When I first read the GTD book, I thought David was nuts to tell me to use a labeler for my file folders. Subsequently, I realized the value of his suggestion. My handwritten folders looked sloppy and I would have to strain to read them. It took just seconds to whip out my battery-powered Dymo labeler. My nicely-lettered files were a pleasure to look at and they were easier to use.

    I have the same feelings about handwriting my NA and project lists. I like to see them printed out. My handwritten scrawl just is not very attractive.

    Aside from aesthetics, the second major reason I prefer to do GTD electronically is searchability. I got my first computer at home in 1986 when I returned to school. My immediate reaction was, “Wow, now I can search for words and phrases instantly, without having to scan through hundreds of sheets of paper.” There is nothing more frustrating for me than flipping again and again through the same pile of paper trying to find some word that I know is there but I cannot find. Of course, if I spell a word incorrectly on the computer, my search will not go well. But it seems to happen a lot more often that I have to search for something five times before I find it on paper than I have to search five times for a word I misspelled on the computer.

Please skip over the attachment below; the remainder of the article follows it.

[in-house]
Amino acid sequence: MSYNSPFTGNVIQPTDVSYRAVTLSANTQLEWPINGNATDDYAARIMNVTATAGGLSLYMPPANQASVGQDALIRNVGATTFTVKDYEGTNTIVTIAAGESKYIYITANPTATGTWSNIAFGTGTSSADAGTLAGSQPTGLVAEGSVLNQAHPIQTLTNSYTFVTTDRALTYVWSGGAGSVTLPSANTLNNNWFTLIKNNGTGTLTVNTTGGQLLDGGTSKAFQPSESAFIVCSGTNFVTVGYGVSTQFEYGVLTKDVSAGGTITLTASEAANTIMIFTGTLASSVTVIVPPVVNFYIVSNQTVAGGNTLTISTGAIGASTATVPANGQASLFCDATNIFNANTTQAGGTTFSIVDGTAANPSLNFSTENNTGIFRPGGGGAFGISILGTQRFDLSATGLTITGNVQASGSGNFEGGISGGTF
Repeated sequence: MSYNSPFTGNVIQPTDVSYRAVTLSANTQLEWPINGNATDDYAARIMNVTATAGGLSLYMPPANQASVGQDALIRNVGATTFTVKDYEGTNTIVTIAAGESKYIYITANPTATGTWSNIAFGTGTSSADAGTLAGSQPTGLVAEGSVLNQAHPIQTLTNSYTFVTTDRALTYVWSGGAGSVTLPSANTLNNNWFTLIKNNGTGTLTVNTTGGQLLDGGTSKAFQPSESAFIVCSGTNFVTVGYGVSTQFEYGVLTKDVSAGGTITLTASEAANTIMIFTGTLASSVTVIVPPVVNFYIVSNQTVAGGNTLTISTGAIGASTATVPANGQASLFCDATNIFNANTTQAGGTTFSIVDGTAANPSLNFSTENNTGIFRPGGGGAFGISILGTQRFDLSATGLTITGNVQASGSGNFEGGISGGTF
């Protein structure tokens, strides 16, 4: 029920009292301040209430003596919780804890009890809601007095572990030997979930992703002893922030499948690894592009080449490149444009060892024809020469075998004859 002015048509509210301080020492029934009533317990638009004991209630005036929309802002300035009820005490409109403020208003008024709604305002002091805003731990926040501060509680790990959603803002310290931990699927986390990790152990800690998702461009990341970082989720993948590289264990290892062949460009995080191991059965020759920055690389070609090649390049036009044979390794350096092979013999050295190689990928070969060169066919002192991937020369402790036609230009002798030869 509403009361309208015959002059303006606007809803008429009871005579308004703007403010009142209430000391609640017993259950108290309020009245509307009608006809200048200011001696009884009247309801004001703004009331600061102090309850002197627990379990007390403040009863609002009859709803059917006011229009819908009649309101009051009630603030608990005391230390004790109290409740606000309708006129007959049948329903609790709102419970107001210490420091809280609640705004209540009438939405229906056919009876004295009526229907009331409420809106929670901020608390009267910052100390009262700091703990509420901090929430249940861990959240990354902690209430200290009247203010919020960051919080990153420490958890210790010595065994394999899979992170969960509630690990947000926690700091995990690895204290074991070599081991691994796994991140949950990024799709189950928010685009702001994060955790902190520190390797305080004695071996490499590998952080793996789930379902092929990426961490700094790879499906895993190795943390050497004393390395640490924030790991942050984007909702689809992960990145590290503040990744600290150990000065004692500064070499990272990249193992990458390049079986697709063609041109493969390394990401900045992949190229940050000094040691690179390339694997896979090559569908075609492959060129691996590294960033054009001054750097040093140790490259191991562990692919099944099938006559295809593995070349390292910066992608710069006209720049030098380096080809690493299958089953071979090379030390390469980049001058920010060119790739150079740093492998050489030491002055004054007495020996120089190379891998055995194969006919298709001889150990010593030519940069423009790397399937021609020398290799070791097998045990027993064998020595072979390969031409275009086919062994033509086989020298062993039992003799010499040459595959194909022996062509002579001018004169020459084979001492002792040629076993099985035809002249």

The third reason I prefer doing GTD electronically is the obvious one: the computer lets me look at my GTD data lots of different ways. I can filter on the person who is associated with the list item, I can filter on the context, I can filter on the date range, and I can filter name of the item itself. kewms makes some very useful comments about thinking of projects as contexts in many instances. The beauty of having the data in digital format is that I can arrange it lots of different ways, depending on my needs in any given circumstance. The downside of digital data is that I have to enter data. I can’t filter on person, project name, date or context, if I don’t enter the data. But this data needs to be entered whether one is doing GTD digitally or on paper. Given that I need to enter the data no matter what, I’d rather enter the data into an application that lets me manipulate the data with ease.